Negotiating the Global and National: Immigrant and Dominant-Culture Adolescentsí Vocabularies of Citizenship in a Transnational World
by John P. Myers & Husam A. Zaman - 2009
Background/Context: The current national debate over the purposes of civic education is largely tied to outdated notions of citizenship that overlook its changing nature under globalization. Civic education is based on a legalistic understanding of citizenship that emphasizes patriotism and the structures and functions of government. This study examined adolescentsí civic beliefs and affiliations, drawing on theories of transnational and global citizenship.
Purpose/Objective/Research Question/Focus of Study: The purpose was to examine diverse adolescentsí vocabularies of citizenship, a concept that captures the tensions in their civic beliefs and affiliations. Their vocabularies were explored in terms of two topics at the intersection of national and global affiliations: universal human rights and global citizenship. The central question asked was: How do adolescents from immigrant backgrounds understand the tensions between national and global civic affiliations, and do they differ from dominant-culture adolescentsí understandings?
Setting: The research setting was the Pennsylvania Governorís School for International Studies, a 5-week summer program for high school students that emphasizes current scholarship and skills in international affairs, cultural studies, and foreign language.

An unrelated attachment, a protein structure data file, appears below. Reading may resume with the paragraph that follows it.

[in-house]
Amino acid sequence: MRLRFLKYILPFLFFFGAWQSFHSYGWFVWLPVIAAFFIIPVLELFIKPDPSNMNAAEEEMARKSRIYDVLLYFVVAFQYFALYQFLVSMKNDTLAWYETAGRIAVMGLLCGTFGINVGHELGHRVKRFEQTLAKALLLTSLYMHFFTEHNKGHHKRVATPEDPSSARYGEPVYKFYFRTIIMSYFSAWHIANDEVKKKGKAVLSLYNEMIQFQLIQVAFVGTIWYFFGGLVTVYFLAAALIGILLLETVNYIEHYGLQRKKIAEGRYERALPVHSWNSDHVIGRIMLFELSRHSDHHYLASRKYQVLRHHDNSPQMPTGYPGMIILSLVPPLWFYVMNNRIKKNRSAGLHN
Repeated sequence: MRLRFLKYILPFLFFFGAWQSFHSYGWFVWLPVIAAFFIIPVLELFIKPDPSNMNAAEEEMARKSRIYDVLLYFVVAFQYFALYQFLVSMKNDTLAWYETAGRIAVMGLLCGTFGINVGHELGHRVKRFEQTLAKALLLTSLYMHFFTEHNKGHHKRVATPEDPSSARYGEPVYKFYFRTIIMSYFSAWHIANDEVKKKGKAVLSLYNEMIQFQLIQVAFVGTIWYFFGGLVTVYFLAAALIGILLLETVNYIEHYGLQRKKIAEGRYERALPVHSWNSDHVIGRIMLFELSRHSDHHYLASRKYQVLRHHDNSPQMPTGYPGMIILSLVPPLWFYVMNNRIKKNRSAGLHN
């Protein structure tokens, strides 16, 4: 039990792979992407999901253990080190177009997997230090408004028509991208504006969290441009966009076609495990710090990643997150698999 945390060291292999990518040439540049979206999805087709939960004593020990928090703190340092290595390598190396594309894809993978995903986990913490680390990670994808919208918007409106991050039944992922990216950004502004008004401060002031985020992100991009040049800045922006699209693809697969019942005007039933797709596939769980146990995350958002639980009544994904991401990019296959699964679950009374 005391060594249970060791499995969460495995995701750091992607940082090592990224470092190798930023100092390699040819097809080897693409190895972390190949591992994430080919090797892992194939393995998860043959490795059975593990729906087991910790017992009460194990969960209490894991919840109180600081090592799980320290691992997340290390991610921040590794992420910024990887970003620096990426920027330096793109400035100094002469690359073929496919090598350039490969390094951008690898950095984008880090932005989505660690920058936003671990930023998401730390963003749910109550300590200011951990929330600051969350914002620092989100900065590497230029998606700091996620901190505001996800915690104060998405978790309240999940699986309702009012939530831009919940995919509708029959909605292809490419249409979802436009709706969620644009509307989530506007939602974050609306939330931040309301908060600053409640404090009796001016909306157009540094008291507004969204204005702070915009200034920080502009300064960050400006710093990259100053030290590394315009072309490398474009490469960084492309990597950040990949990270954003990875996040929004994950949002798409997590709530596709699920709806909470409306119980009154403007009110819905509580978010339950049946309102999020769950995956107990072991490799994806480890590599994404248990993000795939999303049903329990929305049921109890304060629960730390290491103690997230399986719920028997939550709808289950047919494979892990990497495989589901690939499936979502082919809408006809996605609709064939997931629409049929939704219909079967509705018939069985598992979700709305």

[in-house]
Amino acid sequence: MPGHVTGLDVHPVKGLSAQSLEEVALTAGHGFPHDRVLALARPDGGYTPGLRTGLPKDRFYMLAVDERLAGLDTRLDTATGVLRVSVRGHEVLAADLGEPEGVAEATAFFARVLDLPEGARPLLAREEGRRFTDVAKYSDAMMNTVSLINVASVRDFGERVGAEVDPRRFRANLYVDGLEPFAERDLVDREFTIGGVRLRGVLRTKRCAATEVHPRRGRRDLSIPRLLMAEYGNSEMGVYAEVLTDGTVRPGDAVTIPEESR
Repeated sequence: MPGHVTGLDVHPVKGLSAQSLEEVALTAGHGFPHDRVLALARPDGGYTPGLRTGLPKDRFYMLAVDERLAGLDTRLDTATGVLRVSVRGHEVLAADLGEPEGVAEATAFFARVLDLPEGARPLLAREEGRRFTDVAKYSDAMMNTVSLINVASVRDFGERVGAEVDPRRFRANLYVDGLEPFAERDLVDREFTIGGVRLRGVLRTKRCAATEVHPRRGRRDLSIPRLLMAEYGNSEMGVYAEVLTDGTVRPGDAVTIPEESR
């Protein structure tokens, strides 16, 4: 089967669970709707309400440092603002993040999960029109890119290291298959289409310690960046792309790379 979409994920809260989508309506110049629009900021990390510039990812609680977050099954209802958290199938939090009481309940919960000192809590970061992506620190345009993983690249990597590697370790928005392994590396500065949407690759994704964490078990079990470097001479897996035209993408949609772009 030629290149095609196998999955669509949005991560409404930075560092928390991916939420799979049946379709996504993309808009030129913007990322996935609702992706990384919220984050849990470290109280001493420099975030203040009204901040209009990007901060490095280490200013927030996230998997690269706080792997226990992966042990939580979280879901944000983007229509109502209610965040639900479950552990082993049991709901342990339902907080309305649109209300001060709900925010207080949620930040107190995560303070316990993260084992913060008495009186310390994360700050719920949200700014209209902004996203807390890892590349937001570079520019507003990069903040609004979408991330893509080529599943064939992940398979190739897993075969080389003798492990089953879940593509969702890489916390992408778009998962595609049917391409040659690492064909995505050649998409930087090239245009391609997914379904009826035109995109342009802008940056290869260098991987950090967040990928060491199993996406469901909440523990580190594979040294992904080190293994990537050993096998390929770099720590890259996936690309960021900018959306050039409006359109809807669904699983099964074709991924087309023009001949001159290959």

Research Design: A mixed-method case study design was employed to collect detailed and rich data on the studentsí beliefs about citizenship.
Findings/Results: The findings showed that the students from immigrant backgrounds favored universal positions and were the only students to call attention to national economic inequalities. In contrast, a majority of the dominant-culture students gave a more central role to national affiliations. However, over half of the students switched between universal and nationally oriented positions for the issues of global citizenship and human rights. It is argued that these switches represent a strong indication of the tensions in civic affiliations in light of globalization.
Conclusions/Recommendations: The findings presented here suggest that the question of either national- or global-oriented civic education makes little sense. This research suggests that differentiated forms of civic education are needed if all youth will have access to full citizenship and the range of civic affiliations needed in the world. Two approaches for reconceptualizing civic education are proposed: Civic education curricula should focus on the intersection of national with global issues and affiliations, and civic education should address, in addition to civic attitudes, skills, and knowledge, a conscious effort to help adolescents build flexible and multiple civic identities.
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